CIA’s Acknowledgment of Waterboarding is Admission of a Crime
February 5, 2008
General Hayden’s acknowledgment that the CIA subjected three detainees to waterboarding is an explicit admission of criminal activity. Those who authorized these crimes have to be held accountable.
Joanne Mariner, terrorism and counterterrorism director

CIA Director Michael Hayden’s admission that the CIA used waterboarding should prompt an immediate criminal investigation by the Department of Justice, Human Rights Watch said today. Although use of waterboarding has been widely reported in the press, this is the first time that the CIA has openly acknowledged employing the practice.

During a Senate Intelligence Committee hearing today, General Hayden stated that the CIA had waterboarded three al Qaeda suspects – Abd al-Rahim al-Nashiri, Abu Zubaydah, and Khalid Sheikh Mohammed – while holding them in secret custody in 2002 and 2003. Waterboarding, a torture technique in which a prisoner is made to believe he is drowning, violates both the federal anti-torture statute and the War Crimes Act.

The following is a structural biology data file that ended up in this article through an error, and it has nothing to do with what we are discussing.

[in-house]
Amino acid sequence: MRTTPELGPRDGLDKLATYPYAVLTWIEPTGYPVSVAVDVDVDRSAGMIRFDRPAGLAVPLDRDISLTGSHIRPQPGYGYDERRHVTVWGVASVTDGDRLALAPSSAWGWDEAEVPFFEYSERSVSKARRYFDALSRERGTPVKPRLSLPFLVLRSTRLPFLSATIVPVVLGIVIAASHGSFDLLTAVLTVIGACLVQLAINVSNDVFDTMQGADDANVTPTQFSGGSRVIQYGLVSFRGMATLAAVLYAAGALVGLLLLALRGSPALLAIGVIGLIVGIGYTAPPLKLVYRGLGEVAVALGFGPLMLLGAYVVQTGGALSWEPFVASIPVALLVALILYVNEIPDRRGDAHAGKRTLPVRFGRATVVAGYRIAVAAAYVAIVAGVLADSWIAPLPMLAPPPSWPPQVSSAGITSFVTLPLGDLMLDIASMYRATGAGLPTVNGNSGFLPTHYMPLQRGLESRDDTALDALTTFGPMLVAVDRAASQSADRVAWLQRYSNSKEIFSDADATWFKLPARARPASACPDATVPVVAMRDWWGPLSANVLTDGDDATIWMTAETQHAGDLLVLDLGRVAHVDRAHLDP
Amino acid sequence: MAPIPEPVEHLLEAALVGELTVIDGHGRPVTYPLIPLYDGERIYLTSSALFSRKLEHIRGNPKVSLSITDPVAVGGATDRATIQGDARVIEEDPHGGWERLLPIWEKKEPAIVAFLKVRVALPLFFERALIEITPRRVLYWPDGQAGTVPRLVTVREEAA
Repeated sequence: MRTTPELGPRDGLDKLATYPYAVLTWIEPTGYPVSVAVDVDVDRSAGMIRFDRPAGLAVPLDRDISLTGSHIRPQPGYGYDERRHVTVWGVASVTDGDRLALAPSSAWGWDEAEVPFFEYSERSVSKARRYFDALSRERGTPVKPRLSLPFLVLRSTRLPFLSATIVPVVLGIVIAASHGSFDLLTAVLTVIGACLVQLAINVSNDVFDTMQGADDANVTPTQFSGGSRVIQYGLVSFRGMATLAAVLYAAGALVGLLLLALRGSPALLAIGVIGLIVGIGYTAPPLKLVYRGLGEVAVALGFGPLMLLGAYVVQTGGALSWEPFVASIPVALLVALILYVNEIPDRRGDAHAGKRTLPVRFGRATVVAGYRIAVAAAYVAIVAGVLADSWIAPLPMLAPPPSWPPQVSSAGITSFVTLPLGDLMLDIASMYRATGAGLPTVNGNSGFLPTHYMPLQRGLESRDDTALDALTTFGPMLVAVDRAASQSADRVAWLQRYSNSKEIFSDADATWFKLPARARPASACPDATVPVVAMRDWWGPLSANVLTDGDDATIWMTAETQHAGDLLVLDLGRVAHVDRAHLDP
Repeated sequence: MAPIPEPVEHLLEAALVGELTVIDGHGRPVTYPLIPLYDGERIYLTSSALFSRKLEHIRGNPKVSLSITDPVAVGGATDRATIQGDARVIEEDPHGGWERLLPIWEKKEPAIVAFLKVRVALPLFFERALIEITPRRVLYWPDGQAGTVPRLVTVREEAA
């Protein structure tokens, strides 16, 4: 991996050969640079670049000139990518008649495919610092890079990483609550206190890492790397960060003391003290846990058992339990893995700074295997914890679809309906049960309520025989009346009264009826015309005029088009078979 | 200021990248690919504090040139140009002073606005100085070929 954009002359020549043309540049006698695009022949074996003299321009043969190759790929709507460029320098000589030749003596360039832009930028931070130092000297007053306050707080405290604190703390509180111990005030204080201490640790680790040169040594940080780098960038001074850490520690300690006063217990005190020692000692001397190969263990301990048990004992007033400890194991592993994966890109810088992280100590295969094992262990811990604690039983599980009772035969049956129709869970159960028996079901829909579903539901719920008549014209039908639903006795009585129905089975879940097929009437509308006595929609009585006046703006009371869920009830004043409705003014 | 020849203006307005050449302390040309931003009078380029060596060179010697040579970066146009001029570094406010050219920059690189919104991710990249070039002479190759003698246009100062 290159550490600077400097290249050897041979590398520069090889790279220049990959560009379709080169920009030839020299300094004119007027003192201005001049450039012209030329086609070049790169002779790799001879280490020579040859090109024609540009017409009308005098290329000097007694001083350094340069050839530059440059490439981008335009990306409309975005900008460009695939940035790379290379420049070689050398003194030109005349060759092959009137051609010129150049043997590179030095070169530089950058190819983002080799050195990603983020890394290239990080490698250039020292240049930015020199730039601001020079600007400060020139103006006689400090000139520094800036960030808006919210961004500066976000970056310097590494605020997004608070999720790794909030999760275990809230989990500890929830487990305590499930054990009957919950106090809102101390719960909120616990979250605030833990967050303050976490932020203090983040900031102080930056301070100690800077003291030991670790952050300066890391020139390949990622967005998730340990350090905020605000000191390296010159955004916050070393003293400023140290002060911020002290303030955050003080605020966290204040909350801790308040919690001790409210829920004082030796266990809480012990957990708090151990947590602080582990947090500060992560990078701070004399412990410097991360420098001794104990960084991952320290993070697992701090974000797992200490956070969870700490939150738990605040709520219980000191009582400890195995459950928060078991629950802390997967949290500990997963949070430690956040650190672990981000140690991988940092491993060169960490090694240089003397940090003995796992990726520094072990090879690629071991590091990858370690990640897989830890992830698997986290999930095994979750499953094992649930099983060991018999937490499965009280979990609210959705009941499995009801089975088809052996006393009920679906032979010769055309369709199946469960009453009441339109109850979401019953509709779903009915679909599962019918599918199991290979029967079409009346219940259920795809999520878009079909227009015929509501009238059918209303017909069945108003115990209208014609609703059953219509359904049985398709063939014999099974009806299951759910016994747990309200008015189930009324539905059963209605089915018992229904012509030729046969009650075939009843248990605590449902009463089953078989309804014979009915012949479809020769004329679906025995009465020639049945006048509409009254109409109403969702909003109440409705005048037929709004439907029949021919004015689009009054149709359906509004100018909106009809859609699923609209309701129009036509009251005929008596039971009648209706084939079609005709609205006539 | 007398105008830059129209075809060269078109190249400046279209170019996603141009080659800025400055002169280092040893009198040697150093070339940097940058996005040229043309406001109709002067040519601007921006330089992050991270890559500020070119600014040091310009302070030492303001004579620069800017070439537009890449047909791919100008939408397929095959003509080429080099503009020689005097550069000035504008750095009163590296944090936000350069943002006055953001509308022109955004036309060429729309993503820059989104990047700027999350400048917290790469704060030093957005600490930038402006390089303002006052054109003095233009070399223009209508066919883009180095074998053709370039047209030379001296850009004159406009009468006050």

“General Hayden’s acknowledgment that the CIA subjected three detainees to waterboarding is an explicit admission of criminal activity,” said Joanne Mariner, terrorism and counterterrorism director at Human Rights Watch. “Those who authorized these crimes have to be held accountable.”

Waterboarding has been prosecuted by US courts as torture since the Spanish-American War. After World War II, US military commissions prosecuted and severely punished enemy soldiers for subjecting American prisoners to waterboarding.

“General Hayden’s testimony gives the lie to all of the administration’s past protestions that the CIA has not employed torture,” Mariner said. “Waterboarding is torture, and torture is a crime.”

In January, the Department of Justice launched a formal investigation into the CIA’s destruction of tapes showing the interrogations of Abu Zabuydah and Nashiri – two of the detainees who were subject to waterboarding. But as Attorney General Michael Mukasey told the Senate Judiciary committee on January 31, the investigation is not currently focused on the legality of the interrogations themselves.

“Either the scope of the current investigation should be expanded, or a new investigation launched,” Mariner said. “Those who engaged in and approved waterboarding should no longer be given a free pass.”